A California court of law can only impose a legal DUI penalty. Once charged and convicted of a DUI, a court must impose the following requirements and penalties:
- Enrollment in a DUI program: a course designed to teach drivers the dangers of driving while impaired.
- Filing SR-22/ SR-1P: a form, filed by drivers, to obtain a certificate showing that the driver has purchased the minimum required automobile insurance coverage.
- Fees: drivers must pay fees associated with restricting and reissuing their driver’s license.
Subsequent DUI charges, or additional penalties associated with the first DUI charge, can include the following:
- Installation of an ignition interlock device (IID), a breathalyzer device attached to the vehicle that will prevent a vehicle from starting unless the operator can blow an acceptable BAC score.
- Two-year suspension of a license or total revocation for up to five years.
- Enrollment in additional DUI programs.
- Up to six months of jail time for the first offense.
- Up to $1,000 in fees for the first offense.
DUI convictions can remain on a person’s driving and legal record for up ten years. Depending on the conviction, some DUI charges may be eligible for expungement from a driver’s criminal record, but some may not.
Administrative penalties occur through law enforcement agencies and the DMV. Unlike legal penalties that levy punishment, administrative penalties focus more on the driver’s ability to operate vehicles during and after a DUI criminal proceeding.
When a driver is found to be driving under the influence, a law enforcement officer may, upon arrest, take custody of the person’s driver’s license. Further, the officer may issue a temporary license for 30 days or suspend the person’s license—pending criminal proceedings. Finally, a driver may seek an appeal to the decision at an administrative hearing conducted by the DMV.
Depending on the nature of the DUI conviction, some drivers may face civil liability in the form of personal injury or other lawsuits associated with the conviction. For example, if a driver is involved in a car accident, a DUI conviction arising from the accident can harm that driver’s defense in a civil lawsuit, which may impose additional financial costs to the driver.
Common DUI Defenses
No one should ever operate a motor vehicle after drinking or consuming excessive drugs and conjure up ways to “beat” a DUI charge. Wives’ tales of excessive water drinking, bubblegum chewing, or consuming breath mints will not help anyone. Instead, common defenses to a DUI charge encompass improper procedure or testing on the part of law enforcement.
California law requires law enforcement agencies to conduct a series of administrative and procedural tasks while testing drivers for DUI. A criminal case can be dismissed for a police officer’s or law enforcement agency’s failure to maintain proper procedural and testing requirements. These can include:
- Failure to conduct an observation period before testing the driver.
- Failure to train personnel on the use of testing equipment.
- Improper administration of blood and breathalyzer tests.
- Failure to maintain equipment.
- Failure to properly collect and store blood and bodily fluids for analysis.
Violation of Civil Rights
Generally, law enforcement personnel violate a driver’s civil rights by failing to execute a lawful traffic stop or failing to advise the driver of their rights. A police officer must have probable cause to execute the stop of a vehicle on a public road. To generate probable cause, the officer must be reasonably suspicious of a driver’s actions, which can encompass erratic driving or unlawful conduct.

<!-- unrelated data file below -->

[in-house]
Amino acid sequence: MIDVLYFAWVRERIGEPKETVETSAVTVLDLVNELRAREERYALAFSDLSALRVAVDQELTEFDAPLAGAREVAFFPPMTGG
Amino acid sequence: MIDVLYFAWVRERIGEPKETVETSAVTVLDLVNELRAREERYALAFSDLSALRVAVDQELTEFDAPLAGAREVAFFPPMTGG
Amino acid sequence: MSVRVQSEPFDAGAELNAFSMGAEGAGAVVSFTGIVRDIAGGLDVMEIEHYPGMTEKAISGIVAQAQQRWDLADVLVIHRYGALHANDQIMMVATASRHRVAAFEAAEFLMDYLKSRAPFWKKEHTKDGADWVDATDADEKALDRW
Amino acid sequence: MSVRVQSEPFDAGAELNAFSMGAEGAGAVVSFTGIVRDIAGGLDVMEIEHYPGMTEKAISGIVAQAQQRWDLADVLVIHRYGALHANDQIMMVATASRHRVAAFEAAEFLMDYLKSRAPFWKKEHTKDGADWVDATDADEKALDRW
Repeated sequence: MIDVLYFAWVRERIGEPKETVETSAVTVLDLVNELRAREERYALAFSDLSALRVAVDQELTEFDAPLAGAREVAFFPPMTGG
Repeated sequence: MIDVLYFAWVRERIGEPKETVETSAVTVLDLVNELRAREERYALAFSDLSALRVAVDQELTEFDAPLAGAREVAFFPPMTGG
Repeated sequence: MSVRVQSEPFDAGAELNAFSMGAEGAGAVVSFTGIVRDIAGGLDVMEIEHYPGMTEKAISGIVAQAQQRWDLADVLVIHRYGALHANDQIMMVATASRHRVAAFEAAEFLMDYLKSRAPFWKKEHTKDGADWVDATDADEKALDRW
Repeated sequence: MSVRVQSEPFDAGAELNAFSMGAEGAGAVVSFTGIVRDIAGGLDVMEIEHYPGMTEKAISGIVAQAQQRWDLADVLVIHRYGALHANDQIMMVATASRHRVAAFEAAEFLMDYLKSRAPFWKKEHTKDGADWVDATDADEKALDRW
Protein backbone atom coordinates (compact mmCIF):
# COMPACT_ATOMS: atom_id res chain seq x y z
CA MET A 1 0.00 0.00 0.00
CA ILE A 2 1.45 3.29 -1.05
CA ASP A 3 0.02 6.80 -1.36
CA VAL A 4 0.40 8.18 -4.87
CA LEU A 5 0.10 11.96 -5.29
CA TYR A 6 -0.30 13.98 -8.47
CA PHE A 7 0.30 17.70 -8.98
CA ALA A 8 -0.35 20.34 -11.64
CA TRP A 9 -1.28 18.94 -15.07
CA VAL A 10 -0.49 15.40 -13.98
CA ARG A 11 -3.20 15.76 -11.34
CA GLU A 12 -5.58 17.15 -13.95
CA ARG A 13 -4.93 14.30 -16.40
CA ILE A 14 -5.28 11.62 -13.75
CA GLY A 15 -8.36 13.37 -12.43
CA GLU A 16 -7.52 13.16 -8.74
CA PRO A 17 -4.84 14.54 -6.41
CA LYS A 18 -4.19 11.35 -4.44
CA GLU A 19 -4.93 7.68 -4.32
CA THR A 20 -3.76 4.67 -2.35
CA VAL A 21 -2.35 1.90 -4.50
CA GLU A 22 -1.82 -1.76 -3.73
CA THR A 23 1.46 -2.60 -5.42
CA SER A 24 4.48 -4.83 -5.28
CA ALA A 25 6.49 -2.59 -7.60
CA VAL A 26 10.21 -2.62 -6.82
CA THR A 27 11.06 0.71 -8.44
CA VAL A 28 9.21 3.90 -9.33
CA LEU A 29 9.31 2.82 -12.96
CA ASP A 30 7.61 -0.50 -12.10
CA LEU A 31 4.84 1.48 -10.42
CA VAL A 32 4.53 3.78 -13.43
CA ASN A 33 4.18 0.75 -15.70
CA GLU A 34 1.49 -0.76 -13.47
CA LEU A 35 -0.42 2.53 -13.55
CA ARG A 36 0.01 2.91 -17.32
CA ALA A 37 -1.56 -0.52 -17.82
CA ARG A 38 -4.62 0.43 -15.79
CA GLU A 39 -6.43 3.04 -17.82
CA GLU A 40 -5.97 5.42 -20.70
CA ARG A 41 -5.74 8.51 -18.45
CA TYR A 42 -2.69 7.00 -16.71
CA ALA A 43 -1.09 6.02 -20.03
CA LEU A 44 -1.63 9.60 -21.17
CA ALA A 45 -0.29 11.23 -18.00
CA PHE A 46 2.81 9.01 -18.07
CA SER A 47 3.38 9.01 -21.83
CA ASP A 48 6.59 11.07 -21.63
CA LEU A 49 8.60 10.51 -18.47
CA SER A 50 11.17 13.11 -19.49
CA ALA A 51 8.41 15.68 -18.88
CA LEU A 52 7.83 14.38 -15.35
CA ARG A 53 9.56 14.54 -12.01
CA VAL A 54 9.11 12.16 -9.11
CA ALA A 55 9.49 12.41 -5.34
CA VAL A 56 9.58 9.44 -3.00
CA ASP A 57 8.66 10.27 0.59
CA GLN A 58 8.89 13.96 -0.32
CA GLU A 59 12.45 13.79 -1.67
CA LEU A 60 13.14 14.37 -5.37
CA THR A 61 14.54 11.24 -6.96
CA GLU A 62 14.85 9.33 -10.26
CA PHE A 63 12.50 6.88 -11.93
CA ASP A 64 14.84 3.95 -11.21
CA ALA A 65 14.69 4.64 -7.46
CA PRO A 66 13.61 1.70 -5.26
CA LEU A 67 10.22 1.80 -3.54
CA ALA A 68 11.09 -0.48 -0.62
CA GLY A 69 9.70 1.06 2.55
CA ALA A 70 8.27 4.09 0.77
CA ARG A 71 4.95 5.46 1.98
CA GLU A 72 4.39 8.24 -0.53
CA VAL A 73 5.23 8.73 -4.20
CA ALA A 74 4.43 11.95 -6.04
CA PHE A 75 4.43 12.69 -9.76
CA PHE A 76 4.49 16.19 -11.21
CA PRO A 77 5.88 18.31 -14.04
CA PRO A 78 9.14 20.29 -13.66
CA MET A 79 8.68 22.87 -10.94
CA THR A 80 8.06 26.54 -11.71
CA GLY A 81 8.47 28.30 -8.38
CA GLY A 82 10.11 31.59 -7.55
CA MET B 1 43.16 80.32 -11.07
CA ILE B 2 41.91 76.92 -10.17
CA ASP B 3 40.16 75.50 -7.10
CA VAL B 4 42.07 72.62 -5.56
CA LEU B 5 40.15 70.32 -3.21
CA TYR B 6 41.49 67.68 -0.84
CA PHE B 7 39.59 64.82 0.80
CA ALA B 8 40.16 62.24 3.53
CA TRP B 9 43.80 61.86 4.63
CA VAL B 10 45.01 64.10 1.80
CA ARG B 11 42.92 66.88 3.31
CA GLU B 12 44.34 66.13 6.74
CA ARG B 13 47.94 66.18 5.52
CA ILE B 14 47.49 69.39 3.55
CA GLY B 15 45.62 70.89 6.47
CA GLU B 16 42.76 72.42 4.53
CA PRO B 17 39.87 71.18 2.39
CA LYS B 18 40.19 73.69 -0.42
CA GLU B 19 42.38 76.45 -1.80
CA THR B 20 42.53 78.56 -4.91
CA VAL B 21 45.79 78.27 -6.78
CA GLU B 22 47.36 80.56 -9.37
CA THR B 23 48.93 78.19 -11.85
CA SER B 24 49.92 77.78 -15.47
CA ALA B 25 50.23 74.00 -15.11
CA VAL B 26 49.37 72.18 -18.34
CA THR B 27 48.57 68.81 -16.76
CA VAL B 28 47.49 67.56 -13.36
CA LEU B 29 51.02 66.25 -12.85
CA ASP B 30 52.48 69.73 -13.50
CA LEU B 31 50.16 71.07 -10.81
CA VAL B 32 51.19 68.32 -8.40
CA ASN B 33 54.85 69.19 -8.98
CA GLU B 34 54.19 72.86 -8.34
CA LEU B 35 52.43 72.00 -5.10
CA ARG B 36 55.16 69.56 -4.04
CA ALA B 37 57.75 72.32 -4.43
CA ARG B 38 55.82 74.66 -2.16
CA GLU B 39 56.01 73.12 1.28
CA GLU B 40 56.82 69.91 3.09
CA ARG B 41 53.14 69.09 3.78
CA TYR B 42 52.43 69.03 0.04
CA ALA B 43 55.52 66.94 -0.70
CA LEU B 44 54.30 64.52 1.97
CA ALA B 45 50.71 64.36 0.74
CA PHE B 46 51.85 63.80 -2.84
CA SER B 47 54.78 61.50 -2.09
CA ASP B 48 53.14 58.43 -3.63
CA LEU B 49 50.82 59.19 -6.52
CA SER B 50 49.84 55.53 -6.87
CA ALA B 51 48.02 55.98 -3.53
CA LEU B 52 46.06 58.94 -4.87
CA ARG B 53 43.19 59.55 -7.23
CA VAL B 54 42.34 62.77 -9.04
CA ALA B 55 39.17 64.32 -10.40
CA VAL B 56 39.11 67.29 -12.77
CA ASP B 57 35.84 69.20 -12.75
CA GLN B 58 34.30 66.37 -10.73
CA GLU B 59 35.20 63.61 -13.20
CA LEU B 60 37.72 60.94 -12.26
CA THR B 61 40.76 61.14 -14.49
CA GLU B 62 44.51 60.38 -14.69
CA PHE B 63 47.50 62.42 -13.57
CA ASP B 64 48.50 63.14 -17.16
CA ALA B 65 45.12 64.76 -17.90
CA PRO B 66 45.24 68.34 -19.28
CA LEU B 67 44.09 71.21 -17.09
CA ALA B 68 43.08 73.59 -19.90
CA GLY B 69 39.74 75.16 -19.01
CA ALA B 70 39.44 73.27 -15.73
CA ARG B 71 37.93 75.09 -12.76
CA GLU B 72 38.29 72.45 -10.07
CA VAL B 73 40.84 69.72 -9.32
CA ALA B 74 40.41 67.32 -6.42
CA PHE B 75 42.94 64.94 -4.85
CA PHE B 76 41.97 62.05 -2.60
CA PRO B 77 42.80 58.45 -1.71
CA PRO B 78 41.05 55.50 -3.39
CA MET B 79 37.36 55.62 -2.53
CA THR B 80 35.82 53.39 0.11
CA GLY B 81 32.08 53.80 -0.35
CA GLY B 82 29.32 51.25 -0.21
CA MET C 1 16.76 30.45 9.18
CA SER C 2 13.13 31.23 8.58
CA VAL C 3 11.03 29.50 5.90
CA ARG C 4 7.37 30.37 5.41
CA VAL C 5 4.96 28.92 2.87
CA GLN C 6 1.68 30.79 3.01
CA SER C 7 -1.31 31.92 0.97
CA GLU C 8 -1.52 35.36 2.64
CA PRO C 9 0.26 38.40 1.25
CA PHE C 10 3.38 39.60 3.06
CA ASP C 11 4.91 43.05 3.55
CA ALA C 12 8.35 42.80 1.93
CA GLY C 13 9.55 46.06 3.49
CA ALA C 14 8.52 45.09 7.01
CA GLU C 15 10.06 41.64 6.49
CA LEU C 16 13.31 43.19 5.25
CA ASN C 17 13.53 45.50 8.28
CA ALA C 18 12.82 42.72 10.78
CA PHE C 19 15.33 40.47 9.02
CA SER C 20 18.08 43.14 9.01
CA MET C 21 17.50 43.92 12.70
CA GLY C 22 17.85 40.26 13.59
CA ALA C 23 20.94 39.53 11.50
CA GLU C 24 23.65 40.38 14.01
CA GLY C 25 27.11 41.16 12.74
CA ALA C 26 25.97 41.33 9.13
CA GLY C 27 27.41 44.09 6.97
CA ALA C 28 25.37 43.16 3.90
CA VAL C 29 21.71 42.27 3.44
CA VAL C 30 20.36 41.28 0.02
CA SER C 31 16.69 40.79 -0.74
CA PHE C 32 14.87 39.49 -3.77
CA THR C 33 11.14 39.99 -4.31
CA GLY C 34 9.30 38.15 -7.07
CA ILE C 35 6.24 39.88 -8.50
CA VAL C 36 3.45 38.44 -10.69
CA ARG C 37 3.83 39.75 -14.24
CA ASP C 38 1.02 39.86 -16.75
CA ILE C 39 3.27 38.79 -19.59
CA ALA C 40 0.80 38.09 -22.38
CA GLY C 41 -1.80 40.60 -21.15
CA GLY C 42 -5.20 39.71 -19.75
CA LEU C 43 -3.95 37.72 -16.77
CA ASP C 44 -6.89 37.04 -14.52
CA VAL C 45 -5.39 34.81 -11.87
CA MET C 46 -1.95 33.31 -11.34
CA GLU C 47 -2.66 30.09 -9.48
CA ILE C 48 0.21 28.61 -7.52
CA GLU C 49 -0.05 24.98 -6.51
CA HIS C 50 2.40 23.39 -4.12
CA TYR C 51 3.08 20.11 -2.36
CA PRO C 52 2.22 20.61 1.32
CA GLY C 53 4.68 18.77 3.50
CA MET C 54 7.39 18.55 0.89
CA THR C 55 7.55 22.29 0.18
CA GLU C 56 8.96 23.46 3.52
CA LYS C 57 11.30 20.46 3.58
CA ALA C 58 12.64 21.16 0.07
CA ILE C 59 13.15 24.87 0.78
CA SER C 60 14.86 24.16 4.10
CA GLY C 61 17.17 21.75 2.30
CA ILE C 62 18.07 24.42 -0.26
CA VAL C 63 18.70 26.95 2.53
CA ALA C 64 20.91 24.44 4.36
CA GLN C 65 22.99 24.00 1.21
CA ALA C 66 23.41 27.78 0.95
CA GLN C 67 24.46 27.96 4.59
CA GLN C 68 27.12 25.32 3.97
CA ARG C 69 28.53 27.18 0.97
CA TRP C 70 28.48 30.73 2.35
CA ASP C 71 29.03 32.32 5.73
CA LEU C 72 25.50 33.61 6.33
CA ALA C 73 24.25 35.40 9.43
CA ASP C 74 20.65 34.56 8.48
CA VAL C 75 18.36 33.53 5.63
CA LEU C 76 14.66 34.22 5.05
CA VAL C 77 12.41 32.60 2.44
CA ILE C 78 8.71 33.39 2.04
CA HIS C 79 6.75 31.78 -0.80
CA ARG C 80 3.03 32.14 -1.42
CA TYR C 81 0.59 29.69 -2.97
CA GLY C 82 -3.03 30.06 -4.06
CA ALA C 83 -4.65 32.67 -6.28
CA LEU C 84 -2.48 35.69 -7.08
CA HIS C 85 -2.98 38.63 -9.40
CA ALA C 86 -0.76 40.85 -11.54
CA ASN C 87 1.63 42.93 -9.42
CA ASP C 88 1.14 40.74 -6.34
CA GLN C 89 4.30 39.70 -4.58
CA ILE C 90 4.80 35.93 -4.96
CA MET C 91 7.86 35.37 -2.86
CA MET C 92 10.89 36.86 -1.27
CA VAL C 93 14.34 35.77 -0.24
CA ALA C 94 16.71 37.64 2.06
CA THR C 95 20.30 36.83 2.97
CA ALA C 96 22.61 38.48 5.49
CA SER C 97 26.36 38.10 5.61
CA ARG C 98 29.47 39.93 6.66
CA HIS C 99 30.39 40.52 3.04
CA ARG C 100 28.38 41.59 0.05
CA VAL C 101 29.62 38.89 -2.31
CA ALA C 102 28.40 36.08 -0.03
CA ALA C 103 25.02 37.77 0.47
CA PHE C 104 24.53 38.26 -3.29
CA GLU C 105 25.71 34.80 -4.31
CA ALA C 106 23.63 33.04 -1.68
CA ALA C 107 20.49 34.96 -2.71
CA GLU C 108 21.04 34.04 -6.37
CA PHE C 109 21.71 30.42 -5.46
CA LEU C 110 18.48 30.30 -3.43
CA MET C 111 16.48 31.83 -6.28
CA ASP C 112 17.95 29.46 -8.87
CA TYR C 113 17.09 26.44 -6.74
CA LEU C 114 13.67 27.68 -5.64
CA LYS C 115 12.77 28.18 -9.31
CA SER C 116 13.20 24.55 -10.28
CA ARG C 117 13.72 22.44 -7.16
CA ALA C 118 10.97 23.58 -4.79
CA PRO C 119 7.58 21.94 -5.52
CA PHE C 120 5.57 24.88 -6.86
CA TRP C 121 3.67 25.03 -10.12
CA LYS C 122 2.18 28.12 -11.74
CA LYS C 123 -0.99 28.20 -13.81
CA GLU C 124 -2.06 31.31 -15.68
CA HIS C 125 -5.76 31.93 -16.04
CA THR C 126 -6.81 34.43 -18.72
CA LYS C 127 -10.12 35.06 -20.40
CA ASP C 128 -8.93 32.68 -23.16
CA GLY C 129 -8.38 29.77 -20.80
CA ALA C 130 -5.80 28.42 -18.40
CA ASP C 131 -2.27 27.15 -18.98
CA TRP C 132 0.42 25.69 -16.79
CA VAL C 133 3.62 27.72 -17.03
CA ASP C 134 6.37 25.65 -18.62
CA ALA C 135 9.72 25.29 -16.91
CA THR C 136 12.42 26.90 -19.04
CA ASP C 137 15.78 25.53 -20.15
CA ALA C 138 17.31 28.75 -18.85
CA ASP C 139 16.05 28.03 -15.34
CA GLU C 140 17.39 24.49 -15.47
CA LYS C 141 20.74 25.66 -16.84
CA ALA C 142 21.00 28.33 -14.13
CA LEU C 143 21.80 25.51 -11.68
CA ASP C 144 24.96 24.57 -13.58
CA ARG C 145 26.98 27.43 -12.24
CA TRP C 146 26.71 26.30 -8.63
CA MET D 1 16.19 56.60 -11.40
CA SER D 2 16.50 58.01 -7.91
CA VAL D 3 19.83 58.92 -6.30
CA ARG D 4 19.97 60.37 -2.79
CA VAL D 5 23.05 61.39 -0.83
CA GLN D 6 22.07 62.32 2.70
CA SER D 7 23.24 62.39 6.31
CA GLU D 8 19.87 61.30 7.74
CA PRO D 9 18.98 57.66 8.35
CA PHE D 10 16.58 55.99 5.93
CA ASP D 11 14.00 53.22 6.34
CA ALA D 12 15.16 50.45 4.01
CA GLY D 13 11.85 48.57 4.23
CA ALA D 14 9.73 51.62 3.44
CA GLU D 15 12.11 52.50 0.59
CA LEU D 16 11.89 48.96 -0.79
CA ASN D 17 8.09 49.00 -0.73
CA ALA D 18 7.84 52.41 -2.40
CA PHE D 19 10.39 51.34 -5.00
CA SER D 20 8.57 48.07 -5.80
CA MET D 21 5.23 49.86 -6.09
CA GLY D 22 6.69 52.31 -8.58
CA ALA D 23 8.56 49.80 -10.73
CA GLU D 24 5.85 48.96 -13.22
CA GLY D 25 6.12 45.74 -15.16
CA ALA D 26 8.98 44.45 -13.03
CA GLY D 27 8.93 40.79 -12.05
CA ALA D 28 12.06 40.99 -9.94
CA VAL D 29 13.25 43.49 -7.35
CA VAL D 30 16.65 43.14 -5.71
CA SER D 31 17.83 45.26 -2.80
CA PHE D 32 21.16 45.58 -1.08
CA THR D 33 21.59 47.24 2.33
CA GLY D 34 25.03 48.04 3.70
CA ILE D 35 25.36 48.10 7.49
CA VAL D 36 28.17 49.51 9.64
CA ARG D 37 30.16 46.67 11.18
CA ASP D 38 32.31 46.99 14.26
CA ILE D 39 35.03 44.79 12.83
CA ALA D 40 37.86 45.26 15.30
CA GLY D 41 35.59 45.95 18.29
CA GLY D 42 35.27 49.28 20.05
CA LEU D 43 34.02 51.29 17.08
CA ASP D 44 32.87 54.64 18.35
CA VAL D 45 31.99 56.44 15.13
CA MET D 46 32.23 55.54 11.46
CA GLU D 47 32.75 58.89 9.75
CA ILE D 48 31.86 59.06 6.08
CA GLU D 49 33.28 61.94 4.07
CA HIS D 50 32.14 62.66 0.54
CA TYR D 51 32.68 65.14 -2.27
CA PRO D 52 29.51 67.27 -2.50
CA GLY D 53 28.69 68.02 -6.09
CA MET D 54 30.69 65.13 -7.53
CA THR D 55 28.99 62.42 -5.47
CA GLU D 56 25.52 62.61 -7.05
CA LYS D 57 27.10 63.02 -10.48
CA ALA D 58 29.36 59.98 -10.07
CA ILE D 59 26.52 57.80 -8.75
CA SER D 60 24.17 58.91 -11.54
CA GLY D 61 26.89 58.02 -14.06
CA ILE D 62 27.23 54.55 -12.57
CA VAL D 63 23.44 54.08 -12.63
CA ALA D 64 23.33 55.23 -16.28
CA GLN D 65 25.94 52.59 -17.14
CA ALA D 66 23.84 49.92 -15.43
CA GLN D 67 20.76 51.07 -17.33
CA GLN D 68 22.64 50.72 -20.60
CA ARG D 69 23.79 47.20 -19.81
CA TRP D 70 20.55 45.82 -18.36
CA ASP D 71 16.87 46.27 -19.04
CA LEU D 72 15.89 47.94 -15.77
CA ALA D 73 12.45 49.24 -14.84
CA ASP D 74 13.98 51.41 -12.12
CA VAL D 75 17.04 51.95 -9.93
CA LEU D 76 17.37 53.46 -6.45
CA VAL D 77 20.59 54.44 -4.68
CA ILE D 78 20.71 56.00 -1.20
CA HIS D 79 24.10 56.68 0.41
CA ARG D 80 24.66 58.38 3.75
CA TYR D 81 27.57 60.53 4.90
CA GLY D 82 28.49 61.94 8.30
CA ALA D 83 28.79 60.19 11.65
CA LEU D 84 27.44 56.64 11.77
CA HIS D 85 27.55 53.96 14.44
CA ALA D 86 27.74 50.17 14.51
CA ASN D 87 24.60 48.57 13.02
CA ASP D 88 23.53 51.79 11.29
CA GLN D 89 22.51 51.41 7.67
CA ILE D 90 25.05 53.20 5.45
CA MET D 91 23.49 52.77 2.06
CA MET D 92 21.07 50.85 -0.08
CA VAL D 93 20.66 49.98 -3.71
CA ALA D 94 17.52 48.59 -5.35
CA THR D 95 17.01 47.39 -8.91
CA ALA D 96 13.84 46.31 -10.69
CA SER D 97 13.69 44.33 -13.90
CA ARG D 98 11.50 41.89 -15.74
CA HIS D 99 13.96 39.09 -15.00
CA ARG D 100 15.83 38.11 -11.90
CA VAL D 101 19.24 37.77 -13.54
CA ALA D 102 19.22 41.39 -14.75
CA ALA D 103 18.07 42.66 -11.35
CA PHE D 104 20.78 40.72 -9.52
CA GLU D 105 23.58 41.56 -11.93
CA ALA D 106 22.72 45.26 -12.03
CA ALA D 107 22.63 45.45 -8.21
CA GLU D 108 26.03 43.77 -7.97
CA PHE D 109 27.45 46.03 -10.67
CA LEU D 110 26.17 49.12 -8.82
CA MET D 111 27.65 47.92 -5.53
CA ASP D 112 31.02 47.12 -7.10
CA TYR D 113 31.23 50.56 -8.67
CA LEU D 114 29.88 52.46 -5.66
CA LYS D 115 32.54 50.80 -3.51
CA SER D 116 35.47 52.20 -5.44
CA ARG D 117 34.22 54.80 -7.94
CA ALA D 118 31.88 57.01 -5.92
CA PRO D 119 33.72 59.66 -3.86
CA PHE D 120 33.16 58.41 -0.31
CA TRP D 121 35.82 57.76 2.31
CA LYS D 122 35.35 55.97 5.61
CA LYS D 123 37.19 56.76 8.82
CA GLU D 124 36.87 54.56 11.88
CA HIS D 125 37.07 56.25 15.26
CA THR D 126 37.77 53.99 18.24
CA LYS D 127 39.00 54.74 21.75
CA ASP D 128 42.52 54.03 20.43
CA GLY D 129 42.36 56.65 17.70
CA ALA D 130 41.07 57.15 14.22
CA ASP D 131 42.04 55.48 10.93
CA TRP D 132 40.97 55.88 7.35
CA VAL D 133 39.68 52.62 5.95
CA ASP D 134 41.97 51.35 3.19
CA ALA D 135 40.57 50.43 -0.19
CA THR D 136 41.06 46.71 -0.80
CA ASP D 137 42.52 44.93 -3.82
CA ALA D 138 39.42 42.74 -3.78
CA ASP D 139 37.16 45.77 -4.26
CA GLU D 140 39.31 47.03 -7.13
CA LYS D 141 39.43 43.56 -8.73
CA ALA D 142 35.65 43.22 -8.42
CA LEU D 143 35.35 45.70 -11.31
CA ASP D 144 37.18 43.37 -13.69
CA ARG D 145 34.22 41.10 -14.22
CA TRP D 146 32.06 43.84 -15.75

Furthermore, if an officer detains a driver, they must “Mirandize” the driver by reading them their rights once in custody. Failure by law enforcement to conduct a lawful traffic stop or not advise the driver of their rights can result in the DU charge’s dismissal.
A Private Attorney’s Role in a DUI Case
Unlike most car accident cases handled in civil court, a DUI charge is a criminal penalty impacting a driver’s liberty. A driver with an experienced Hesperia DUI lawyer by their side can trust they are receiving a quality defense.
Public Defender vs. Private Attorney
Under the Sixth Amendment of the United States Constitution, every person charged with a crime in the U.S. that cannot afford a lawyer must be provided legal representation. Thus, to comply with this fundamental right, all jurisdictions across the U.S. have established an office of public defenders to provide that representation.
Although public defenders provide an incredible service to our country, hiring a DUI defense attorney provides unique advantages. An experienced DUI defense attorney allows the client to engage with their attorney more frequently and openly, unlike many overworked public defenders. Further, a public defender can only work with the resources provided by their office, but a private attorney can utilize a much broader range of resources to defend a case.
Costs Associated with a DUI Defense
Costs vary for a DUI defense, including whether this is the first or subsequent offense for a particular driver. Costs associated with a proper DUI defense can include the following:
- Court filing fees.
- Attorney’s fees.
- Vehicle impound fees.
- DMV administrative fees.
- DUI program fees.
- IID installation and maintenance fees.
Duration of a DUI Case
Because every case is different, it is difficult to establish the length of time it takes to address a DUI charge. However, most cases can take between two to six months, depending on whether this was the driver’s first offense and whether the case involves unique factors like the occurrence of an accident or the driver was underaged.
Contact Moody Law Today
Once a driver has been charged with a DUI, the driver or their loved ones must seek legal representation as soon as possible. The early stages of any criminal proceeding, including a DUI charge, can be critical to the case’s outcome. With assistance from an experienced Hesperia DUI lawyer, you can get a handle on the legal defense immediately. Contact Moody Law today by calling us at (760) 867-3300 or completing our online contact form for a consultation.